Bacteria and fungal spores can quickly build on up bird feeders, bird baths and bird tables, which can spread infections among garden birds.
Clean your feeders regularly to minimise the risk of infection, and move your bird table around the garden to prevent a build up of disease in any one area.
Here’s how to clean your bird feeder.
You Will Need
Bucket of warm water and diluted detergent
Wearing rubber gloves, empty the feeder of its contents and dispose of them in a bin. Don’t reuse the food or compost it, as it could be harbouring harmful bacteria.
Emptying your bird feeder
Fill a bucket with hot, soapy water. Thoroughly clean the feeder with a brush, scrubbing off any residual food and droppings.
Cleaning the bird feeder with a brush
Rinse with cold water, preferably under an outside tap. Leave the feeder to stand, allowing it to dry completely.
Rinsing the bird feeder
Finally, spray the feeder with a veterinary disinfectant, which should kill any remaining infectious agents. Rinse the feeder again and allow to dry completely, before refilling.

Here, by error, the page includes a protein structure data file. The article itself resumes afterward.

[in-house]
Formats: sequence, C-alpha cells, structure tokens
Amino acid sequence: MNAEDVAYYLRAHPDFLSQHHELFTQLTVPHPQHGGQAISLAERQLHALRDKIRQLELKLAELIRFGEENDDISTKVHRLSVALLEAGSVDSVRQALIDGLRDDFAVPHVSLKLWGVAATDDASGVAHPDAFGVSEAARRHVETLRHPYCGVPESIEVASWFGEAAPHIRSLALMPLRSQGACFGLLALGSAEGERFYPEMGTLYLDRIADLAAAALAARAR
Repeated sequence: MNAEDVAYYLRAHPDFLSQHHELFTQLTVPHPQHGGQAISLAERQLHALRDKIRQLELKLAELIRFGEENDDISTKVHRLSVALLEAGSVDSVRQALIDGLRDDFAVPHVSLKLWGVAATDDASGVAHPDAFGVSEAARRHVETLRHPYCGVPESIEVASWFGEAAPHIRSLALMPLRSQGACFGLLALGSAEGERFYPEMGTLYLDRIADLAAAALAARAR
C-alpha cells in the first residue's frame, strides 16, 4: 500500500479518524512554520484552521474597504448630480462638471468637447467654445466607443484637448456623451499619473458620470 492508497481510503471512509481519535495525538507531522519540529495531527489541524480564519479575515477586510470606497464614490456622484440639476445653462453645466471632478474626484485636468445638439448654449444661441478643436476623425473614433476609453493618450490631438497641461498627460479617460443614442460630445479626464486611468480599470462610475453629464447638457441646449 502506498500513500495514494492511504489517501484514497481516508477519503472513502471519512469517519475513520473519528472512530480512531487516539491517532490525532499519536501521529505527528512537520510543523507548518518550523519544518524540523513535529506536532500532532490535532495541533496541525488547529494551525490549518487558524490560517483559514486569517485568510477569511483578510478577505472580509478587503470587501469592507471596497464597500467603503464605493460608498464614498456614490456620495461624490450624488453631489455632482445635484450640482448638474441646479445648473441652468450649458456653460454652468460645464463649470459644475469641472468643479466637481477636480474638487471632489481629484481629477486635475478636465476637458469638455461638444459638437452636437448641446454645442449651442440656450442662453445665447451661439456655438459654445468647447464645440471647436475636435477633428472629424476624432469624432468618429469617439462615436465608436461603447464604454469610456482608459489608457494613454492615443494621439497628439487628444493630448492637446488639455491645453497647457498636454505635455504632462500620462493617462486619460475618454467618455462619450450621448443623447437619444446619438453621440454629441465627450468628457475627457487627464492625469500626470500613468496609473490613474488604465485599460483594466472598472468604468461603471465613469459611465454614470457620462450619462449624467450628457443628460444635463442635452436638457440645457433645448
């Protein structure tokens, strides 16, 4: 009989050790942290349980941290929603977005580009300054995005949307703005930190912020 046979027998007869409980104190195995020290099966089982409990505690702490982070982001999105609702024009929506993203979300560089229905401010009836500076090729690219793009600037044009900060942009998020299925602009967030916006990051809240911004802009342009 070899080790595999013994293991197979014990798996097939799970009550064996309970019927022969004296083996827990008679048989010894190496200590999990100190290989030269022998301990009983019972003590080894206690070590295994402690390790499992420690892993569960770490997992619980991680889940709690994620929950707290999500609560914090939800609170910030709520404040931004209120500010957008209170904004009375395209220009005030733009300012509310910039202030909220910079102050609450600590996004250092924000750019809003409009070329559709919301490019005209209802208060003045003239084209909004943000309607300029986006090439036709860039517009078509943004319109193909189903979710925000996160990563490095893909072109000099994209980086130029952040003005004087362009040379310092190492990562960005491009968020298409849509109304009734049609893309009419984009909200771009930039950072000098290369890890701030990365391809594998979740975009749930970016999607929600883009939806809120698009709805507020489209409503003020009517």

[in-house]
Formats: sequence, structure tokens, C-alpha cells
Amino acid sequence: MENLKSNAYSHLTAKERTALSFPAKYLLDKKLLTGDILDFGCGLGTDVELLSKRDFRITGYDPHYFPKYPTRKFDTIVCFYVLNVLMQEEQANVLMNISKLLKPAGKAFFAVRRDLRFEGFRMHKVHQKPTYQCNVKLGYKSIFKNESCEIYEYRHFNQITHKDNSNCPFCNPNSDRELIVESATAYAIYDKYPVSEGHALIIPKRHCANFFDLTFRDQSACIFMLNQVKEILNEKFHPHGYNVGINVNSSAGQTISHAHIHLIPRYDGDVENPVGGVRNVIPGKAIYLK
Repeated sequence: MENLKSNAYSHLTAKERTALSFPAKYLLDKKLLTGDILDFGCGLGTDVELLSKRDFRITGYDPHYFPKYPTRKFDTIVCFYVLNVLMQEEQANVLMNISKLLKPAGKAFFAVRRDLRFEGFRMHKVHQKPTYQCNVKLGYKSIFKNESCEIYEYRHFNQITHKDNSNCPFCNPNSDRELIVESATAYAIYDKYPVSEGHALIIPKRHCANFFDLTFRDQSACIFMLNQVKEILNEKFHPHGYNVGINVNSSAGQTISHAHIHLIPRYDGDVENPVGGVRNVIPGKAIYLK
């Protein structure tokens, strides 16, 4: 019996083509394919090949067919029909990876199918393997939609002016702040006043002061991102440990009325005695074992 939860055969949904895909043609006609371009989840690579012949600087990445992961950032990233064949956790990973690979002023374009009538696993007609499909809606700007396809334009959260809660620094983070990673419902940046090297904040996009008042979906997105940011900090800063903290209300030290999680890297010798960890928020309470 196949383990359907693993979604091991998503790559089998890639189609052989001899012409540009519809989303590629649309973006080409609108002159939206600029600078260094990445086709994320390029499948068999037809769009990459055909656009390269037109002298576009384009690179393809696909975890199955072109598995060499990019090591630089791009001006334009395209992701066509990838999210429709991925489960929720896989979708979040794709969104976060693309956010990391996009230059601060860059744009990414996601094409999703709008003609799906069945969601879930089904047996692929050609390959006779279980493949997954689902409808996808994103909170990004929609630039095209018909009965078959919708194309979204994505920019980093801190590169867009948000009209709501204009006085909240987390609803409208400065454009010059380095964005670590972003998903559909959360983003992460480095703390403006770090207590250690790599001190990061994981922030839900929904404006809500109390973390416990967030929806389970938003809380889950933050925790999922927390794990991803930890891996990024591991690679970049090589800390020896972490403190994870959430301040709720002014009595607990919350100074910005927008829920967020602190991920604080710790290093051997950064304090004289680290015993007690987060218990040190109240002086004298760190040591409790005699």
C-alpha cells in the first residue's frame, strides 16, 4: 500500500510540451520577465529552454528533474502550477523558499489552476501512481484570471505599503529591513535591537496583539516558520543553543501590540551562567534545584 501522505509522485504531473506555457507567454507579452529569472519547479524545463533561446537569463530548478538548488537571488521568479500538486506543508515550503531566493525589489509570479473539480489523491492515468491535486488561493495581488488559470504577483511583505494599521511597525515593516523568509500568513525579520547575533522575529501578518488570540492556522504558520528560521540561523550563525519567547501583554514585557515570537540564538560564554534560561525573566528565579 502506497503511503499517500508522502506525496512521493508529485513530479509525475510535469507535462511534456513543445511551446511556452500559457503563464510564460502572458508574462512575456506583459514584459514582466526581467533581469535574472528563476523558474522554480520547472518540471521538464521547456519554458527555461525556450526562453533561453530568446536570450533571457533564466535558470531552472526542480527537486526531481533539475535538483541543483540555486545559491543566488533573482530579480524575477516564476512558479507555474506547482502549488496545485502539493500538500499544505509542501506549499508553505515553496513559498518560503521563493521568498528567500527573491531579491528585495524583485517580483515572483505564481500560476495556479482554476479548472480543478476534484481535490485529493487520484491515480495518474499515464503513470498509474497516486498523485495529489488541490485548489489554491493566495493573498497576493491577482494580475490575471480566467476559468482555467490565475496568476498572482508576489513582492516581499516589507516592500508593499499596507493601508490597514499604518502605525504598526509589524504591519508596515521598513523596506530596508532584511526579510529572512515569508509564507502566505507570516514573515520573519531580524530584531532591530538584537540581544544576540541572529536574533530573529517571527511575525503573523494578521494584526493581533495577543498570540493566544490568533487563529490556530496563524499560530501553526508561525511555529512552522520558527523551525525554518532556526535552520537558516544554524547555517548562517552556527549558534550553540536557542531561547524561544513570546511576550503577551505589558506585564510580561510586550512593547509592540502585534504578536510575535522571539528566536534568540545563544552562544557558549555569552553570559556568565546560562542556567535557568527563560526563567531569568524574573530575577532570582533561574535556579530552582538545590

Spaying the bird feeder with disinfectant
Kate Bradbury says
If you’ve had your feeders for a long time, it might be worth investing in a new set. The design of feeders has come a long way in recent years, and may now have fully detachable parts, making them much easier to clean. Also, in summer, when birds are less likely to rely on supplementary food, prevent bird food from becoming mouldy by only part-filling feeders.
Forming beautiful rosette patterns, this colourful collection of sempervivums (houseleeks) is a must-have for any garden. Native to alpine regions, they're tolerant to extreme temperatures and drought.